In another step forward for the transgender movement, a trans woman (a natal male) has breastfed a baby.

The 30-year-old transwoman sought help from Mount Sinai’s Center for Transgender Medicine and Surgery in New York City. Her female partner was “not interested in breastfeeding” and she wanted to assist. Although she had not had gender-reassignment surgery, she had well-developed breasts after years of taking medication.

From chatter on internet forums, it appears that trans women are experimenting with drugs to help them lactate. However, this case study is the first formal report in the medical literature of induced transgender lactation.

This “pleasant, well nourished, well developed woman”  took an anti-nausea drug called domperidone. It is used off-label to increase breastmilk production, in combination with the feminising hormones oestrogen, progesterone and spironolactone.

The doctors encouraged her to obtain the domperidone from Canada, where it is legal, because the Food and Drug Administration has banned it in the US. In a 2004 advisory, the FDA stated: “Because of the possibility of serious adverse effects, FDA recommends that breastfeeding women not use domperidone to increase milk production.”

With the help of all these medications and regularly use of a breast pump, she was eventually producing 227 grams of breast milk a day – enough to feed the baby by herself for six weeks. This is below the 500 grams that babies need, so eventually she had to supplement it with formula.

The authors of the study in the journal Transgender Health concluded that “modest but functional lactation can be induced in transgender women”.

“This is a very big deal,” says Joshua Safer of Boston Medical Center, told New Scientist. “Many transgender women are looking to have as many of the experiences of non-transgender women as they can, so I can see this will be extremely popular.”

While this development was greeted with great enthusiasm as a symbol of transgender progress, less attention was paid to its safety.

Domperidone is associated with cardiac arrhythmias, cardiac arrest, and sudden death when used intravenously. There are also reports that spironolactone, a drug which is used to suppress male hormones in men who want to become women, is associated with tumours in rats, although the American Academy of Pediatrics believes that it is compatible with normal breastfeeding.

Breastmilk is a powerful influence on a baby’s development, including its IQ. The safety factor and the psychological consequences of a man feeding a baby, especially a biological father pumped full of drugs, are unknown.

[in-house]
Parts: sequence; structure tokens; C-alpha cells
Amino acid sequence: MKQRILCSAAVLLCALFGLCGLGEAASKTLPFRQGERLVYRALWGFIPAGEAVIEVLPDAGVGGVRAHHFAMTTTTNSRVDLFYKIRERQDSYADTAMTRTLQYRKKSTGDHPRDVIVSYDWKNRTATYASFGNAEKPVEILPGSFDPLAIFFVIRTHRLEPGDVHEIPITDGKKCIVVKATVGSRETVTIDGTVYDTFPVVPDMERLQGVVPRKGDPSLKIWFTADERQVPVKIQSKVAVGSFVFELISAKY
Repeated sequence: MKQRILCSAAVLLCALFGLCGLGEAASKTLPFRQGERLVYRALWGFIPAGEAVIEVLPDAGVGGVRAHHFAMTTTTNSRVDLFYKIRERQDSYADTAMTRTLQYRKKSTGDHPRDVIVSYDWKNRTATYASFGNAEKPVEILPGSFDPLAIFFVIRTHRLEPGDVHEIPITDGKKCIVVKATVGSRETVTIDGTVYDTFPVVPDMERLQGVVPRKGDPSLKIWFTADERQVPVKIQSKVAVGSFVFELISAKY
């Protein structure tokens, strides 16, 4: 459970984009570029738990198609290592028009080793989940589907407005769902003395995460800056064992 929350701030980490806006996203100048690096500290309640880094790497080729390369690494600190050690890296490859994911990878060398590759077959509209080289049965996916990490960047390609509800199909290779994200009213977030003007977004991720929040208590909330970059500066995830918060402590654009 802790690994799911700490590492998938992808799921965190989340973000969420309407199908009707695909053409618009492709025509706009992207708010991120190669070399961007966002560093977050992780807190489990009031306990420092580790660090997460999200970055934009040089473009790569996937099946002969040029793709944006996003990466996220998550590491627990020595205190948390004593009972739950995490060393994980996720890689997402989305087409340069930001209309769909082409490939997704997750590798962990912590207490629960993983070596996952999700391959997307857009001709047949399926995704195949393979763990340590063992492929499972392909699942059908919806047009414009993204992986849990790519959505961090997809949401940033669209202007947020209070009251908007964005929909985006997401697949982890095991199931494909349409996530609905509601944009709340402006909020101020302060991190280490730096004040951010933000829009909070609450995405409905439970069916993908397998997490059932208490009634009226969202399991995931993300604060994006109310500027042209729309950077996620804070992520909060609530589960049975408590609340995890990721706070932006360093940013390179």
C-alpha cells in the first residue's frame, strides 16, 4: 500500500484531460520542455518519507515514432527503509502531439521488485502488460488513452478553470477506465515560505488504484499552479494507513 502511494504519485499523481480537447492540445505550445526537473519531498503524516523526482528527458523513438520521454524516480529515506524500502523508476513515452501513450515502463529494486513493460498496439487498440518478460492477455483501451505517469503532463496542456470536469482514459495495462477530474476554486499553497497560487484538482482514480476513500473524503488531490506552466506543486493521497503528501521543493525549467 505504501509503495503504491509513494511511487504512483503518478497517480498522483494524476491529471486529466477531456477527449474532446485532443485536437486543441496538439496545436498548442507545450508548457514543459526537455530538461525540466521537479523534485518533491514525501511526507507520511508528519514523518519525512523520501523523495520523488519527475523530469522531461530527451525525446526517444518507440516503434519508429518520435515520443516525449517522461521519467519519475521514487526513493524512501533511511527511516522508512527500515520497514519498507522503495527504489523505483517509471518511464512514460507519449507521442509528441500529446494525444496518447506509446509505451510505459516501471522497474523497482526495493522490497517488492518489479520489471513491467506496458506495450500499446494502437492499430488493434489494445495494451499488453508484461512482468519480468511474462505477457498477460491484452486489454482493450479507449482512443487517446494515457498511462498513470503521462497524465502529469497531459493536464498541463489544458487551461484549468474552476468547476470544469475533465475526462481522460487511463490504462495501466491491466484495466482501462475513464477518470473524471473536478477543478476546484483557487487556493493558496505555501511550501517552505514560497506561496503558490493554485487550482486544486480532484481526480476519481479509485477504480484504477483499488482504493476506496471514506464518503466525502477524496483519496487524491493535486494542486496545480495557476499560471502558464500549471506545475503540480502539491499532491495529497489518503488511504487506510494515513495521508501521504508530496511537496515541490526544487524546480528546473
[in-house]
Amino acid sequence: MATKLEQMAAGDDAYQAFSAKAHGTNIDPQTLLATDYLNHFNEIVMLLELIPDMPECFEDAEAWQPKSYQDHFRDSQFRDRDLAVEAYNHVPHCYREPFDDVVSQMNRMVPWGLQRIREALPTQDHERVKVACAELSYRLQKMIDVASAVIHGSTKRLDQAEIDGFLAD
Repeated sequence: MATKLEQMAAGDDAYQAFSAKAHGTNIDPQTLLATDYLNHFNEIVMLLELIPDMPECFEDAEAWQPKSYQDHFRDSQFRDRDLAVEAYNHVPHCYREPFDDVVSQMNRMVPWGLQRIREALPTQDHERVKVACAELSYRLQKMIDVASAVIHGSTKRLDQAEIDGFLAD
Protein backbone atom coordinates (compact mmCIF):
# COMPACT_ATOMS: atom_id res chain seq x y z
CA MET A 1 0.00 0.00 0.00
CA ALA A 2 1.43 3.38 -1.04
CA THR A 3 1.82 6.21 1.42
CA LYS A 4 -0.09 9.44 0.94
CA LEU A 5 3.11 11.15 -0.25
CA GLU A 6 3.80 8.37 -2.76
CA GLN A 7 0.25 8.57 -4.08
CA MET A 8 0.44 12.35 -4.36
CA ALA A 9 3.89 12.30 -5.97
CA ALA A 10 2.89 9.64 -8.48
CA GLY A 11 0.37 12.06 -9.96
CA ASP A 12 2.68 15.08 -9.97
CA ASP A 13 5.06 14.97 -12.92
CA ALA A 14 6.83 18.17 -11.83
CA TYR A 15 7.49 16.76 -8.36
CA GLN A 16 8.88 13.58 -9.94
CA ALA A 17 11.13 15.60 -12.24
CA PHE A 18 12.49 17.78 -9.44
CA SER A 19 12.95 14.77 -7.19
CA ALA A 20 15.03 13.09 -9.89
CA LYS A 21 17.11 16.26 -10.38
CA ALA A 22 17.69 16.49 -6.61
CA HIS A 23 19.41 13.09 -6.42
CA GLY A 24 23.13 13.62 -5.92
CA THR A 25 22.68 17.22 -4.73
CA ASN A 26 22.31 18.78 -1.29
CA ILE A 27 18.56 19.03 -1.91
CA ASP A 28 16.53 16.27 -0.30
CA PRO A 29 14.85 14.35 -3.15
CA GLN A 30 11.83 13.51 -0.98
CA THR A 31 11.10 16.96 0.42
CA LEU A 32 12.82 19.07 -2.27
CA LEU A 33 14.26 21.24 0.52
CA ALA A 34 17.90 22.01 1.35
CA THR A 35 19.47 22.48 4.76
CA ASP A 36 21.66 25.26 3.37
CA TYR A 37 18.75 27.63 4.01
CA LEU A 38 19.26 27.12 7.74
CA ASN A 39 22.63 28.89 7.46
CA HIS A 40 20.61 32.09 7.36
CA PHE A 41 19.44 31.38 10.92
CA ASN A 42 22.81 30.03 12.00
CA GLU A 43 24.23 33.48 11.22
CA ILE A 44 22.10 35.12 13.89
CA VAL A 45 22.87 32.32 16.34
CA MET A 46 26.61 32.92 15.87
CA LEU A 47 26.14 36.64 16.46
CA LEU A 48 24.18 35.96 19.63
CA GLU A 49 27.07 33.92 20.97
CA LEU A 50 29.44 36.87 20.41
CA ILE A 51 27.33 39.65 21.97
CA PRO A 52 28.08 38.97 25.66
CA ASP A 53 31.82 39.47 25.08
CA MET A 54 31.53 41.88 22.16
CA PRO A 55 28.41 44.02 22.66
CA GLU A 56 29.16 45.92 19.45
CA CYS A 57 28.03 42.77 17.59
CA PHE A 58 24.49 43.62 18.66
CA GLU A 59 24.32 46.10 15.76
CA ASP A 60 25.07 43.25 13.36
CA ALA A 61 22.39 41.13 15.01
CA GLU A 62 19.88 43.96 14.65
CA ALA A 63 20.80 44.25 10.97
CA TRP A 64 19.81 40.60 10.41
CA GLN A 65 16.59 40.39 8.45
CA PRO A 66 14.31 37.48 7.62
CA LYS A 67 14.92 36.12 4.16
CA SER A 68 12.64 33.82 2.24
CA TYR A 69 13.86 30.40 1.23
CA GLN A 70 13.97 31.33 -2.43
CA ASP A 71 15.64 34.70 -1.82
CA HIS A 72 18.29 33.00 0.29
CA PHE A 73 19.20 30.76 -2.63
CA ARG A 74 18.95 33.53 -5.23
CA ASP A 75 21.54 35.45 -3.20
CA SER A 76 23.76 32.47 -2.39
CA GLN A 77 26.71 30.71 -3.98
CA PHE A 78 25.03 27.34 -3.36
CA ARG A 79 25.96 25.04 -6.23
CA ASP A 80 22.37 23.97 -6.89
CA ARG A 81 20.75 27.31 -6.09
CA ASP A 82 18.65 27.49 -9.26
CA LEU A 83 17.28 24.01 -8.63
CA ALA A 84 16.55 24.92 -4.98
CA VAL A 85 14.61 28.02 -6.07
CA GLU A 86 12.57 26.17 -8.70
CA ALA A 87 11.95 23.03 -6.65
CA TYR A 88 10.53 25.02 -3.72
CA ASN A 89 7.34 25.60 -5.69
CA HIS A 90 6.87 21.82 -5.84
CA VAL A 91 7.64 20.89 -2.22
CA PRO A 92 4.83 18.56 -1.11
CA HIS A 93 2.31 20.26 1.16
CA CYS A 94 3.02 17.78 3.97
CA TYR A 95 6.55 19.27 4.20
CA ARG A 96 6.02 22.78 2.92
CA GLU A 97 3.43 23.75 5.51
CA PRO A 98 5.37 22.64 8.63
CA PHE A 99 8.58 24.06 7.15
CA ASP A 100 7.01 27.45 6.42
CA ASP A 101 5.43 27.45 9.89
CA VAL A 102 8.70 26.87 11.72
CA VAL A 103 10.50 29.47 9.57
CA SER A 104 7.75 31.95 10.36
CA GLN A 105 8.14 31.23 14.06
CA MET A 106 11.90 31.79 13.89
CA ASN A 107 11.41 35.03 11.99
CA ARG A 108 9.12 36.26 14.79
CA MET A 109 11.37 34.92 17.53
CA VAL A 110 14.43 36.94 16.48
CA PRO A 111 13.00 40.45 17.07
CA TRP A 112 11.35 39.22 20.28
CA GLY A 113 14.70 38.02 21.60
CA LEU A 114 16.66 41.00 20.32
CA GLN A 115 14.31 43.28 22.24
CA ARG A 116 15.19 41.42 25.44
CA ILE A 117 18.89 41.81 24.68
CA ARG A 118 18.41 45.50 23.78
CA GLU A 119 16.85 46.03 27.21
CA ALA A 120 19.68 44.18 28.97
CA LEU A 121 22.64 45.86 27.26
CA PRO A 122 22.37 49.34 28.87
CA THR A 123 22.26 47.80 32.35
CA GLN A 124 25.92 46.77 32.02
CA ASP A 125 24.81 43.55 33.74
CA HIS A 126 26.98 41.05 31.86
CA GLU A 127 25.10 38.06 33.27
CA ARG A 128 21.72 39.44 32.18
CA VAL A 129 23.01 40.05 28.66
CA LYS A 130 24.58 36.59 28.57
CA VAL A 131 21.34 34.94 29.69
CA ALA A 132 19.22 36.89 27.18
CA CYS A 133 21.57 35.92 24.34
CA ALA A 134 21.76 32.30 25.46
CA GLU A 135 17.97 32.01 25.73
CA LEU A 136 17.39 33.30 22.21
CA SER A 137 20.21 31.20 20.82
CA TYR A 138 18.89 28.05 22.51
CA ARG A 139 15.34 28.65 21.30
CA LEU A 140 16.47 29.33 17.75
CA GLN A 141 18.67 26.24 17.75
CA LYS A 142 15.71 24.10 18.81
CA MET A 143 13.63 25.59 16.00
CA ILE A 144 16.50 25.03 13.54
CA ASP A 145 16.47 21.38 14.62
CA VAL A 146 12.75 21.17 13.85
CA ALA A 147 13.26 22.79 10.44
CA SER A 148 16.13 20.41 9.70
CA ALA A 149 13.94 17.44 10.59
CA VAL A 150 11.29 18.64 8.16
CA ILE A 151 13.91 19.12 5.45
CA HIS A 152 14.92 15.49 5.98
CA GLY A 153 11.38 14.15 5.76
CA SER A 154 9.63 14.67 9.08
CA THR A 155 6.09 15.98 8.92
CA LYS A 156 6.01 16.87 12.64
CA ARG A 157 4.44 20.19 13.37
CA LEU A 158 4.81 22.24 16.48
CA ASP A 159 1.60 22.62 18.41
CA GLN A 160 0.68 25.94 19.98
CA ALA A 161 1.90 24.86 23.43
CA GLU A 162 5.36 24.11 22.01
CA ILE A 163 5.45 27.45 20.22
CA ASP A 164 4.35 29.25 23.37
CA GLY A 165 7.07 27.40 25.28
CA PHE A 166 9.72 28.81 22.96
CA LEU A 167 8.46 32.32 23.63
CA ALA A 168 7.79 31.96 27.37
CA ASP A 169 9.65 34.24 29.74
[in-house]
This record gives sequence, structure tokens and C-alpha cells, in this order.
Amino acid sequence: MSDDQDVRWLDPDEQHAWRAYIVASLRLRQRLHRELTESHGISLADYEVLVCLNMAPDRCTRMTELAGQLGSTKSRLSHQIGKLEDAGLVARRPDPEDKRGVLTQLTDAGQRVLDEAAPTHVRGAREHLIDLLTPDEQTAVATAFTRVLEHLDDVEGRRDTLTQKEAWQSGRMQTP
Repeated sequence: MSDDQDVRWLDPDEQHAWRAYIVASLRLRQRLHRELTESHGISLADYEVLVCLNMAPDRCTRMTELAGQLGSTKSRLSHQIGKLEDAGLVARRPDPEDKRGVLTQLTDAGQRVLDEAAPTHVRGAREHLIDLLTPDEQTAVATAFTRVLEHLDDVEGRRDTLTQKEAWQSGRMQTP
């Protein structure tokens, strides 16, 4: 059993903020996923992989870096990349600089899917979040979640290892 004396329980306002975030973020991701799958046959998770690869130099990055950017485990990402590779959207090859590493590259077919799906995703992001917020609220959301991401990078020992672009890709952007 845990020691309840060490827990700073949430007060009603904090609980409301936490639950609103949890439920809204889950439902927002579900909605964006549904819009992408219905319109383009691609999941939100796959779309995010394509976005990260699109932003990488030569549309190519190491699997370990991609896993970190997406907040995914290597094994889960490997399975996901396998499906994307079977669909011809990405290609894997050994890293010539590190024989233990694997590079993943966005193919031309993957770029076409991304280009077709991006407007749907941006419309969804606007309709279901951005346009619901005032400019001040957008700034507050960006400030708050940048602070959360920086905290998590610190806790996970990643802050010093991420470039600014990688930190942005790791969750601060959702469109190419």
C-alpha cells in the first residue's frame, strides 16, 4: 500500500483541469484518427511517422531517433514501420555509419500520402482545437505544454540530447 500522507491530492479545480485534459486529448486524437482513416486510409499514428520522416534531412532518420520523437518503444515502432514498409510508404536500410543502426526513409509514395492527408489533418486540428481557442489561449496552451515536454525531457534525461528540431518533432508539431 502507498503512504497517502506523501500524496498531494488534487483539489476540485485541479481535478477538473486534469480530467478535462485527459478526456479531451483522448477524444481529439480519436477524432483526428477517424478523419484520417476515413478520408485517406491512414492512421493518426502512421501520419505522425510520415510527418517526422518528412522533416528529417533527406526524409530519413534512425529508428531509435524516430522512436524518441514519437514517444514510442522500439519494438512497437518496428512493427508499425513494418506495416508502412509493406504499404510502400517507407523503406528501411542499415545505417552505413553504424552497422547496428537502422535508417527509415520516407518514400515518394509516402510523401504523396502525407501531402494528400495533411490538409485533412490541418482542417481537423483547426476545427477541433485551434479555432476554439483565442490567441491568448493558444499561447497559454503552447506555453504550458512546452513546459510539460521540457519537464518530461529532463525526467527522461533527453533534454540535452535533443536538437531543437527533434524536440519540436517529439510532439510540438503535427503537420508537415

Is this really a “big deal”, or in the words of the New York Times, “a next major stage in transgender parenthood”?

As a public relations stunt for the transgender movement, yes.

Breastfeeding is a powerful symbol of nurturing motherhood. If some natal men are capable of doing this, it’s easier to claim that masculinity and femininity are incoherent concepts.

But it’s not a “big deal” for the children.

The welfare of the child was overshadowed by the satisfaction of the transgender in the case report. But think for a moment. A baby feeding on milk filled with feminising hormones expressed by a male body after taking an illegal drug may be at risk of long-term damage. But the authors of the article downplayed these. The most important issue was allowing a man to have his quintessential motherhood experience. The interests of the baby were so tangential to the authors’ concerns that it is not even clear whether the transwoman is the biological father of the baby or not.

And it’s not a “big deal” for women.

Here we have a guy, with all of his sexual equipment intact, showing that he is just as good as any woman. He has colonised femininity, by demonstrating (or attempting to) that women are unnecessary. Men can do women’s stuff just as well as they can. It’s a grotesque threat to womanhood. Feminists should be up in arms.

This mimicking of wet-nursing will soon be used to confirm that the binary heterosexuality has been dissolved. One of the authors indignantly spurned questions about whether men could breastfeed. “That, implicitly, is saying that you see transgender women as cisgender men, which is transphobic,” she told New Scientist. This expands the scope of transphobia far beyond discrimination towards or contempt for trans people. It now includes common sense questions about the trans program.

Perhaps the lesson to be drawn from this incident may be that babies are just a fashion accessory for the trans movement – a cute validation of a man’s desire to feel like he thinks a woman feels. They are just tools for forging an ideology. Ultimately, what can you call this but child abuse?

Michael Cook is editor of MercatorNet. This article has been republished from MercatorNet under a Creative Commons license.

[Image Credit: Lori Newman, Public Domain]